70 results found
Xue Z, Chindelevitch L, Guichard F, 2022, Supply-driven evolution: mutation bias and trait-fitness distributions can drive macro-evolutionary dynamics, Frontiers in Ecology and Evolution, ISSN: 2296-701X
Walker TM, Miotto P, Köser CU, et al., 2022, The 2021 WHO catalogue of Mycobacterium tuberculosis complex mutations associated with drug resistance: a genotypic analysis., The Lancet Microbe, Vol: 3, Pages: e265-e273, ISSN: 2666-5247
Background: Molecular diagnostics are considered the most promising route to achieving rapid, universal drug susceptibility testing for Mycobacterium tuberculosiscomplex (MTBC). We aimed to generate a WHO endorsed catalogue of mutations to serve as a global standard for interpreting molecular information for drug resistance prediction. Methods: A candidate gene approach was used to identify mutations as associated with resistance, or consistent with susceptibility, for 13 WHO endorsed anti-tuberculosis drugs. 38,215 MTBC isolates with paired whole-genome sequencing and phenotypic drug susceptibility testing data were amassed from 45 countries. For each mutation, a contingency table of binary phenotypes and presence or absence of the mutation computed positive predictive value, and Fisher's exact tests generated odds ratios and Benjamini-Hochberg corrected p-values. Mutations were graded as Associated with Resistance if present in at least 5 isolates, if the odds ratio was >1 with a statistically significant corrected p-value, and if the lower bound of the 95% confidence interval on the positive predictive value for phenotypic resistance was >25%. A series of expert rules were applied for final confidence grading of each mutation. Findings: 15,667 associations were computed for 13,211 unique mutations linked to one or more drugs. 1,149/15,667 (7·3%) mutations were classified as associated with phenotypic resistance and 107/15,667 (0·7%) were deemed consistent with susceptibility. For rifampicin, isoniazid, ethambutol, fluoroquinolones, and streptomycin, the mutations' pooled sensitivity was >80%. Specificity was over 95% for all drugs except ethionamide (91·4%), moxifloxacin (91·6%) and ethambutol (93·3%). Only two resistance mutations were classified for bedaquiline, delamanid, clofazimine, and linezolid as prevalence of phenotypic resistance was low for these drugs. Interpretation: This first WHO endorsed catalogue of mol
Mansouri M, Khakabimamaghani S, Chindelevitch L, et al., 2022, Aristotle: stratified causal discovery for omics data, BMC BIOINFORMATICS, Vol: 23, ISSN: 1471-2105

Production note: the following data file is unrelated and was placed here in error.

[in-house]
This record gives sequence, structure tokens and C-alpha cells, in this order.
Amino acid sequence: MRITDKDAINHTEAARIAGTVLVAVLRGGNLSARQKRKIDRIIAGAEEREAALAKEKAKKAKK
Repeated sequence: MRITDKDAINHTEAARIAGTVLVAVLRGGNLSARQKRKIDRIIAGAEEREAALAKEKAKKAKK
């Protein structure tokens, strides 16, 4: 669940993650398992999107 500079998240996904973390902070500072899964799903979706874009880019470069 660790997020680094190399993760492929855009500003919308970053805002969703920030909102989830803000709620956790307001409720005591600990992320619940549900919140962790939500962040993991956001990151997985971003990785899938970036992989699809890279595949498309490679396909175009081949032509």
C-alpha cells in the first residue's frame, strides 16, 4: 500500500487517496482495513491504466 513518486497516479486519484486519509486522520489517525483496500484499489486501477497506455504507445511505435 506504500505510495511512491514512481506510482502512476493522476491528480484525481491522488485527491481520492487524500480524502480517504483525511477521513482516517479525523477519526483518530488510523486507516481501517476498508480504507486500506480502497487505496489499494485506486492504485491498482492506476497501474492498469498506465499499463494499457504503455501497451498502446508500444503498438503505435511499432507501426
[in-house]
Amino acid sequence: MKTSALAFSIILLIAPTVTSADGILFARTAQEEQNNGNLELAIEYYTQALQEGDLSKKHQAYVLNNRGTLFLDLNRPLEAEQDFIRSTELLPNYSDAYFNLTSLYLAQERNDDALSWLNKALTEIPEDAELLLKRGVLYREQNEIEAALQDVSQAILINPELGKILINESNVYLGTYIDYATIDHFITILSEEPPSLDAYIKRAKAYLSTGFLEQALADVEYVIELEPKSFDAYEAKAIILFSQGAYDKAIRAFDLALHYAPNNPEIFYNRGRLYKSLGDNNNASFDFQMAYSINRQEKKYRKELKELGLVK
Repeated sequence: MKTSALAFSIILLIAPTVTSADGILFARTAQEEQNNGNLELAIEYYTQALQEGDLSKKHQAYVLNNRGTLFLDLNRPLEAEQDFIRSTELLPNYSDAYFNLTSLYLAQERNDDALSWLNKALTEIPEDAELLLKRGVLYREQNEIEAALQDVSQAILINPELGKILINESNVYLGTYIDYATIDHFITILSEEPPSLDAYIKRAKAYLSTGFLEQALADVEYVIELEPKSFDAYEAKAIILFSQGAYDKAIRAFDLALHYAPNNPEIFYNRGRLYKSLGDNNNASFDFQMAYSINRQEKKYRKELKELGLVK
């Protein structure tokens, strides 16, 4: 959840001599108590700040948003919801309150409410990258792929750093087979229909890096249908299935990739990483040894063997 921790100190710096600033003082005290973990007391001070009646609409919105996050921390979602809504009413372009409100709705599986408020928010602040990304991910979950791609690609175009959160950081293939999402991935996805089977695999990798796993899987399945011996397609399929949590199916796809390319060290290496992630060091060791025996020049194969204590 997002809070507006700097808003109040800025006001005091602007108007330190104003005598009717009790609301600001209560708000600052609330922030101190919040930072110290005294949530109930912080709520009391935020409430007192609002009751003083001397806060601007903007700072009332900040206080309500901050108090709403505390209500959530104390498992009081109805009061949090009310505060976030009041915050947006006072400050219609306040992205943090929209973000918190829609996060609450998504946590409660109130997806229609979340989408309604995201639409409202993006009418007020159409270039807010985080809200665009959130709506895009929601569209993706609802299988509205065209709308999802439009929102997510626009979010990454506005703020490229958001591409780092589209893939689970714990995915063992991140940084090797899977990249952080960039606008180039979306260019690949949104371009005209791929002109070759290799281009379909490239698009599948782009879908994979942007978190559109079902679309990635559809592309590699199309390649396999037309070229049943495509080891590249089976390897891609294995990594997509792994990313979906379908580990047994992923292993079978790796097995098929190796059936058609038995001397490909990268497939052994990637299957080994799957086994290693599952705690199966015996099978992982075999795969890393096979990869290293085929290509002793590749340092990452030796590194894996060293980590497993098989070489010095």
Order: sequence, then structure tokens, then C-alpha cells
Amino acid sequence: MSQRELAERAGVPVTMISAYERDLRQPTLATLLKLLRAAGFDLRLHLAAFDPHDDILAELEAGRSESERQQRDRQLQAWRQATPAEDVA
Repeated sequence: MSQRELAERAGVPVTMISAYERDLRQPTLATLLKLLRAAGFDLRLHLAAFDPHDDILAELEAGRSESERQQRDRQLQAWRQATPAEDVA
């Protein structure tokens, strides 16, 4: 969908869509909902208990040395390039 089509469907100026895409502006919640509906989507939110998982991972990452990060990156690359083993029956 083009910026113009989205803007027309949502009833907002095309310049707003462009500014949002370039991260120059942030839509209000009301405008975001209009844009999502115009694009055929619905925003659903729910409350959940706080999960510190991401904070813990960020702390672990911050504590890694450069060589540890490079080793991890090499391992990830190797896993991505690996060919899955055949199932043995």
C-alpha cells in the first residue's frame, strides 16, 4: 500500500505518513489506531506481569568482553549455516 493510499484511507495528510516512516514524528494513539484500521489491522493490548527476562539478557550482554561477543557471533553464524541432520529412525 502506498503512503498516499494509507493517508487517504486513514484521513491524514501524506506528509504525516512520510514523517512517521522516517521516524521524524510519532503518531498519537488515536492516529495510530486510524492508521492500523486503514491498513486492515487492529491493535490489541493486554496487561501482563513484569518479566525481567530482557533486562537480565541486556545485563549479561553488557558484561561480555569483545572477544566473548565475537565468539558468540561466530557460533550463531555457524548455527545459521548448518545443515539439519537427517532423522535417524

Hemez C, Clarelli F, Palmer AC, et al., 2022, Mechanisms of antibiotic action shape the fitness landscapes of resistance mutations, COMPUTATIONAL AND STRUCTURAL BIOTECHNOLOGY JOURNAL, Vol: 20, Pages: 4688-4703, ISSN: 2001-0370
Chindelevitch L, Hayati M, Poon AFY, et al., 2021, Network science inspires novel tree shape statistics, PLOS ONE, Vol: 16, ISSN: 1932-6203
Bhatt S, 2021, Understanding the effectiveness of government interventions against the resurgence of COVID-19 in Europe, Nature Communications, Vol: 12, Pages: 1-12, ISSN: 2041-1723
As European governments face resurging waves of COVID-19, non-pharmaceutical interventions (NPIs) continue to be the primary tool for infection control. However, updated estimates of their relative effectiveness have been absent for Europe’s second wave, largely due to a lack of collated data that considers the increased subnational variation and diversity of NPIs. We collect the largest dataset of NPI implementation dates in Europe, spanning 114 subnational areas in 7 countries, with a systematic categorisation of interventions tailored to the second wave. Using a hierarchical Bayesian transmission model, we estimate the effectiveness of 17 NPIs from local case and death data. We manually validate the data, address limitations in modelling from previous studies, and extensively test the robustness of our estimates. The combined effect of all NPIs was smaller relative to estimates from the first half of 2020, indicating the strong influence of safety measures and individual protective behaviours--such as distancing--that persisted after the first wave. Closing specific businesses was highly effective. Gathering restrictions were highly effective but only for the strictest limits. We find smaller effects for closing educational institutions compared to the first wave, suggesting that safer operation of schools was possible with a set of stringent safety measures including testing and tracing, preventing mixing, and smaller classes. These results underscore that effectiveness estimates from the early stage of an epidemic are measured relative to pre-pandemic behaviour. Updated estimates are required to inform policy in an ongoing pandemic.
Zabeti H, Dexter N, Safari AH, et al., 2021, INGOT-DR: an interpretable classifier for predicting drug resistance in M. tuberculosis, ALGORITHMS FOR MOLECULAR BIOLOGY, Vol: 16
Gabbassov E, Moreno-Molina M, Comas I, et al., 2021, SplitStrains, a tool to identify and separate mixed Mycobacterium tuberculosis infections from WGS data., Microbial Genomics, Vol: 7, Pages: 1-16, ISSN: 2057-5858